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Recalling Canada's Former, Climate Change-Denying Prime Minister

There are similarities between the policy actions of former Prime Minister Stephen Harper's Conservative government and the nascent Trump Administration. The differences in approach between these two examples are also telling.
January 27, 2017, 7am PST | James Brasuell | @CasualBrasuell
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Art Babych

The news so far regarding to the Trump Administration's approach to environmental policy has been unsurprising, but alarming nonetheless.

In one week, news leaked of the administration's plans to freeze grants at the U.S. Environmental Protection Agency. Andrew Revkin and Jesse Eisinger reported on the freeze, as did Katie Sheppard. Brad Plumer followed with an explainer post that provides additional information about EPA grants.

The Trump Administration will include former Oklahoma Attorney General and devout climate change denier Scott Pruitt, who has been tapped to lead the EPA. Planetizen correspondent Irvin Dawid has provided continuing coverage of the implications of that choice by President Trump.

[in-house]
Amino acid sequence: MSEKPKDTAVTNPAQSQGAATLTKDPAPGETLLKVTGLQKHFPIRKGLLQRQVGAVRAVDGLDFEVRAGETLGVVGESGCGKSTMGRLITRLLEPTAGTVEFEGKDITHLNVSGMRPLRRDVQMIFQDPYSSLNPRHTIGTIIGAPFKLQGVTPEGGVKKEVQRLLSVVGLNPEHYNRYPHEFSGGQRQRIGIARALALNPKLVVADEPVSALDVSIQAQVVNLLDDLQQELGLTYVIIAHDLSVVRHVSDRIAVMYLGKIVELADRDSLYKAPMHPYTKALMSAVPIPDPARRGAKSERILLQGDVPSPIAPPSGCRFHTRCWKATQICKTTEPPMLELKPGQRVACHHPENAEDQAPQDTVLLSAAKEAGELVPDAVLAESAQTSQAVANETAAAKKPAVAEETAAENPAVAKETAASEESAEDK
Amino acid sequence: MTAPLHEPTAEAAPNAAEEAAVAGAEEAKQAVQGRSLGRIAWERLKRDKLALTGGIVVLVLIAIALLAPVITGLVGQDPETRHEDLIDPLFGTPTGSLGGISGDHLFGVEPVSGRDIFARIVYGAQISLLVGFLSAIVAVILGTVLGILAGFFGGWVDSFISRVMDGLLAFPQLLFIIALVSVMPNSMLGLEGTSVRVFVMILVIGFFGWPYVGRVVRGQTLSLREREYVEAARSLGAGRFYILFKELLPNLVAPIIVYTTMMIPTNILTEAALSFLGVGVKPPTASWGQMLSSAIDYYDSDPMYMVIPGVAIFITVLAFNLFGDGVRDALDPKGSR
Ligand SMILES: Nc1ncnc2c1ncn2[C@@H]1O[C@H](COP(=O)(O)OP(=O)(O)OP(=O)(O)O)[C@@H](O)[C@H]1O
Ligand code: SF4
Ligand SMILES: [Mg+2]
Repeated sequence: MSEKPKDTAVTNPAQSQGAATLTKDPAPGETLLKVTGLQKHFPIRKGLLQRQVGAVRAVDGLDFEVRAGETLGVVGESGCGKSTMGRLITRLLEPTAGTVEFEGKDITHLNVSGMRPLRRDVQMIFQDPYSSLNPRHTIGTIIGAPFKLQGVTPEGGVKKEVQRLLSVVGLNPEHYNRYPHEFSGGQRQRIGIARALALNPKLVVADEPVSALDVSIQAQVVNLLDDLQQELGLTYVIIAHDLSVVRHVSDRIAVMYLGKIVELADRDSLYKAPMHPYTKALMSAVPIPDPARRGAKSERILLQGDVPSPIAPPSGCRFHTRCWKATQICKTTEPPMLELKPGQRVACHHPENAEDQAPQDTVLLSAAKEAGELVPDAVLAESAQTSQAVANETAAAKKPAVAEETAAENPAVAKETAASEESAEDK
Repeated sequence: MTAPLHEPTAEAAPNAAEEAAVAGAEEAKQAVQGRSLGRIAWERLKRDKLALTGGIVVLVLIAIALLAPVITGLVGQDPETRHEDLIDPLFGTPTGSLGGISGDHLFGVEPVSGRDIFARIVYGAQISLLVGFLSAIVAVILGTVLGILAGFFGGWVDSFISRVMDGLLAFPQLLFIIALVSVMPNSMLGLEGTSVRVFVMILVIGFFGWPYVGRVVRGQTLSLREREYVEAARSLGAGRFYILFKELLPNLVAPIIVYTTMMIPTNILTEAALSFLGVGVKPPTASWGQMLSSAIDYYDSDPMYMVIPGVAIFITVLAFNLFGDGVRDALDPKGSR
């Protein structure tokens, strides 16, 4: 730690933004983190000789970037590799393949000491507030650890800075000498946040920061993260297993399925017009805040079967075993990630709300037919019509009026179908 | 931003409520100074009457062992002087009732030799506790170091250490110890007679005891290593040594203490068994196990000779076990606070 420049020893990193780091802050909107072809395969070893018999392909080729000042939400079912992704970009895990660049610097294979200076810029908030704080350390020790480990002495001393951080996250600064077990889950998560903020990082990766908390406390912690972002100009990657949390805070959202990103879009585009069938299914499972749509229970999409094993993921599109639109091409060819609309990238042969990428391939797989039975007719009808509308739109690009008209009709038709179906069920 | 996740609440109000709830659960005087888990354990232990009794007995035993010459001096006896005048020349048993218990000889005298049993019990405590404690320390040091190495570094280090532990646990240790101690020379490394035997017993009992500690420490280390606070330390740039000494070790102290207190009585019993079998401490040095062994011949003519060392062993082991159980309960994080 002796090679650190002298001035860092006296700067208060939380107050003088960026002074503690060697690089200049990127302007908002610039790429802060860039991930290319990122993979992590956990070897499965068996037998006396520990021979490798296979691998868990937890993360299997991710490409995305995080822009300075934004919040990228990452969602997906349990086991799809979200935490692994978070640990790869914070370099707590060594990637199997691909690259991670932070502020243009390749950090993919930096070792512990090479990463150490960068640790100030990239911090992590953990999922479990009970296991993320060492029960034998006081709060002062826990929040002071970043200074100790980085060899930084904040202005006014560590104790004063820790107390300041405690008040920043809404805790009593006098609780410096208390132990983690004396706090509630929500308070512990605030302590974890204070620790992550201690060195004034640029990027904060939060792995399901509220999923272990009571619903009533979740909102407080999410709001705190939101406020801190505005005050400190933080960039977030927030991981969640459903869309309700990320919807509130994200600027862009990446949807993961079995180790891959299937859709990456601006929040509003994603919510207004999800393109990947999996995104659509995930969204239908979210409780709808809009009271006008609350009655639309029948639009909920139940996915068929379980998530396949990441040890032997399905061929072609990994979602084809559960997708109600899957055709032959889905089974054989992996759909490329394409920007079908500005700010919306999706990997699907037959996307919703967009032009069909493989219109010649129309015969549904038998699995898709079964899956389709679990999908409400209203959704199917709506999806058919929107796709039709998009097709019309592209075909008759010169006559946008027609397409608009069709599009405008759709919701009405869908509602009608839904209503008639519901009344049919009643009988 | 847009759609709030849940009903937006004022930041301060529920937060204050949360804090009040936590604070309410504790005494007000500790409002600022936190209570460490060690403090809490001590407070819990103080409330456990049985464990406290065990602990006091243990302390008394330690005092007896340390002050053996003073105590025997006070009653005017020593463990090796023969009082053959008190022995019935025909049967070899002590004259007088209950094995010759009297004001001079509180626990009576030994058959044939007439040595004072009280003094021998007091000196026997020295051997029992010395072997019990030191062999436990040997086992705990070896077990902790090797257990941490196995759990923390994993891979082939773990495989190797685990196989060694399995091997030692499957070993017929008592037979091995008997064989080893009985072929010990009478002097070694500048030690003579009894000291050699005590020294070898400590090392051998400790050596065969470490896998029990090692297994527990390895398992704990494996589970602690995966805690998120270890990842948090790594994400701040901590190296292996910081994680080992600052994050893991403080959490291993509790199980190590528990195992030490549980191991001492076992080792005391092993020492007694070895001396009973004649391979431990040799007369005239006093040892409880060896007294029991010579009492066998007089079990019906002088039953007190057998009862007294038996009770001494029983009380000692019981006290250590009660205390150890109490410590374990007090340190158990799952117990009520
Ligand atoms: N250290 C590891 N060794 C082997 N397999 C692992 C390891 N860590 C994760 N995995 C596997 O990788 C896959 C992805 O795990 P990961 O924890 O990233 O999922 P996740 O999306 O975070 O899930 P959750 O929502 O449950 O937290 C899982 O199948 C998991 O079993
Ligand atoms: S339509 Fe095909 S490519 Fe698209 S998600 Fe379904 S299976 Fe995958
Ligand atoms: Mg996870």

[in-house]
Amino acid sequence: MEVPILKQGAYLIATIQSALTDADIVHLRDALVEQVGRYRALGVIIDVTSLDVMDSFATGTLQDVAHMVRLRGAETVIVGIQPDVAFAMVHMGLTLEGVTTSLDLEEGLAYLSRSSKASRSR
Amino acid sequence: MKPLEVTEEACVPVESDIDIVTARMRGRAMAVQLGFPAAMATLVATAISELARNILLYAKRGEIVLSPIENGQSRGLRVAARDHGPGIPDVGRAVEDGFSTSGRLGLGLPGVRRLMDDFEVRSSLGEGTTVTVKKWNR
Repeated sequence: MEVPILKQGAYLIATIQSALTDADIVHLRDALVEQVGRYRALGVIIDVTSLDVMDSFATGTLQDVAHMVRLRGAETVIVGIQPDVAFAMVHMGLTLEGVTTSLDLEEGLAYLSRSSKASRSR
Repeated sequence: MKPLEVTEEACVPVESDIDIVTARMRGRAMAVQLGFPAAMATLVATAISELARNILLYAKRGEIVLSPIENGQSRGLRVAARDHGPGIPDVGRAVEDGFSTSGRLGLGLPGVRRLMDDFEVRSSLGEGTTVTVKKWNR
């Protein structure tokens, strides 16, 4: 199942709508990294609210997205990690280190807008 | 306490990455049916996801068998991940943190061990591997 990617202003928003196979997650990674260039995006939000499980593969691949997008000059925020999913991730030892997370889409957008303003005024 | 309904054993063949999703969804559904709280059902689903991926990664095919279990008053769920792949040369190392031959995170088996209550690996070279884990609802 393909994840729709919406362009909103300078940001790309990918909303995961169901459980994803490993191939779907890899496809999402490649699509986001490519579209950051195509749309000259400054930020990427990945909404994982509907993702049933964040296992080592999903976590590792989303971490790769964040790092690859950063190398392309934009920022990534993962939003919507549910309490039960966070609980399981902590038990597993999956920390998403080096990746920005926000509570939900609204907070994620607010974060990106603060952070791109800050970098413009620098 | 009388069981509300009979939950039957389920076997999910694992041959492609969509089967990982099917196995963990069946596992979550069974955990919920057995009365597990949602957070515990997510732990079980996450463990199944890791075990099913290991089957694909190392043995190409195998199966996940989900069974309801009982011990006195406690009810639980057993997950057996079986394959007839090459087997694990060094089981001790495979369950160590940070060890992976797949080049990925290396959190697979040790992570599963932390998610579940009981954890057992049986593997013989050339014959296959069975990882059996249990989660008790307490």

The Trump Administration has also removed all climate change information from the White House website and shut down the Twitter handle of Badlands National Park for tweeting climate change research.

For those looking for some precedent to these anti-environmentalist actions, look no farther than the U.S.'s neighbor to the north, Canada. An article by Sarah Zhang takes a look at Stephen Harper, who served as the prime minister of the Canadian government from 2006 to 2015.

According to Zhang, under Harper, "the Canadian government routinely prevented scientists from talking to the media, while downplaying the effects of climate change."

The climax in what some have called Canada’s war on science was Bill C-38, a 2012 budget bill that stealthily stripped away environmental protections and cut funding at research institutes around the country. Government scientists lost their jobs, and monitoring stations shut down.

What stemmed the tide of anti-environmentalist action in Harper's Canada? Protests, and lots of them. To get more perspective on Harper's policies, and how they might inform an understanding of the actions of the Trump Administration, Zhang speaks with Chris Turner, a Calgary-based environmental journalist and author of The War on Science: Muzzled Scientists and Wilful Blindness in Stephen Harper’s Canada.

Full Story:
Published on Thursday, January 26, 2017 in The Atlantic
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